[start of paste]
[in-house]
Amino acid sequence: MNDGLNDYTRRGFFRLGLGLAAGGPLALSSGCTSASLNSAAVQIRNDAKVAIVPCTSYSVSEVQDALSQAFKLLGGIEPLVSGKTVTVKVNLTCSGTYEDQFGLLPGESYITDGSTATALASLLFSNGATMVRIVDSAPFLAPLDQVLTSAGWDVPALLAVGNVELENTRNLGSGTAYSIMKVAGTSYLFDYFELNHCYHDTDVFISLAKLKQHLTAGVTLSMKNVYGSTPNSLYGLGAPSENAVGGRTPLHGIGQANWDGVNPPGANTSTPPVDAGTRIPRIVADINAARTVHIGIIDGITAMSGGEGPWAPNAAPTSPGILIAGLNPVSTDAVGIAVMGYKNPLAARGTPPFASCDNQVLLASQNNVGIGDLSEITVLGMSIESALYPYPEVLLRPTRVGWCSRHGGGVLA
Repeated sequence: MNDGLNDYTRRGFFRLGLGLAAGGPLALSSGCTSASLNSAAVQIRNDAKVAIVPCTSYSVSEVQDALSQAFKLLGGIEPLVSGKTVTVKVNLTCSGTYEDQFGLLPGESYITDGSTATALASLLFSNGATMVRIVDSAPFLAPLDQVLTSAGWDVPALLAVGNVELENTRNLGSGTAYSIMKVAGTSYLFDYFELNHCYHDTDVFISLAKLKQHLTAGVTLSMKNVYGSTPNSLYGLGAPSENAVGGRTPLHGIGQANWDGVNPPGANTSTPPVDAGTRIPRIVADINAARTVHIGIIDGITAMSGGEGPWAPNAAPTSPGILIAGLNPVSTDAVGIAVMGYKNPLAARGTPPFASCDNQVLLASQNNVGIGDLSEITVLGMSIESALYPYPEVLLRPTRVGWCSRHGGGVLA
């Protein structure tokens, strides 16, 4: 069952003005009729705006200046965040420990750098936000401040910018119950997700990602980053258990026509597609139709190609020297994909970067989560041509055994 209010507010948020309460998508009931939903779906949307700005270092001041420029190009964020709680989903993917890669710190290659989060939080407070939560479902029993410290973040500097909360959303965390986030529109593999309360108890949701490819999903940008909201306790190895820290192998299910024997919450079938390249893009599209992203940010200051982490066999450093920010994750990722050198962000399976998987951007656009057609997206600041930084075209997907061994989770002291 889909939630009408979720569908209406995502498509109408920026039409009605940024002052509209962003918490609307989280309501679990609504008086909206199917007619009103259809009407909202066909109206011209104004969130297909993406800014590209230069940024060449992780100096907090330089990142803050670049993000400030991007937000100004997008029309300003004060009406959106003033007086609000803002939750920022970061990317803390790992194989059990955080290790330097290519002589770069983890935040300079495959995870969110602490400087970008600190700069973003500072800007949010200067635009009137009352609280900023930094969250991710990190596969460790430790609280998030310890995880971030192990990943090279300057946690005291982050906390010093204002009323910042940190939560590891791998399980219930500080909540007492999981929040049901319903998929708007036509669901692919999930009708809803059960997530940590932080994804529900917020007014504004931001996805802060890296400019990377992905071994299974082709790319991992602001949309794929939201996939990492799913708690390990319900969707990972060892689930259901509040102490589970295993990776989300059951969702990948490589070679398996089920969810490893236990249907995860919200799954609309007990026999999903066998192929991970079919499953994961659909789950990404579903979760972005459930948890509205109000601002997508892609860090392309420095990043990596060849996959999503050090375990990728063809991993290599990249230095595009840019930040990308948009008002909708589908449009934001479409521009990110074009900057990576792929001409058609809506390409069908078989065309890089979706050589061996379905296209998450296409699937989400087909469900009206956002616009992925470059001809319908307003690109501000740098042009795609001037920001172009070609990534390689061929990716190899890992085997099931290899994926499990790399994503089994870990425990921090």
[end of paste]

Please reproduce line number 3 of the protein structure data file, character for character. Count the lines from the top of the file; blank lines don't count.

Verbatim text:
Repeated sequence: MNDGLNDYTRRGFFRLGLGLAAGGPLALSSGCTSASLNSAAVQIRNDAKVAIVPCTSYSVSEVQDALSQAFKLLGGIEPLVSGKTVTVKVNLTCSGTYEDQFGLLPGESYITDGSTATALASLLFSNGATMVRIVDSAPFLAPLDQVLTSAGWDVPALLAVGNVELENTRNLGSGTAYSIMKVAGTSYLFDYFELNHCYHDTDVFISLAKLKQHLTAGVTLSMKNVYGSTPNSLYGLGAPSENAVGGRTPLHGIGQANWDGVNPPGANTSTPPVDAGTRIPRIVADINAARTVHIGIIDGITAMSGGEGPWAPNAAPTSPGILIAGLNPVSTDAVGIAVMGYKNPLAARGTPPFASCDNQVLLASQNNVGIGDLSEITVLGMSIESALYPYPEVLLRPTRVGWCSRHGGGVLA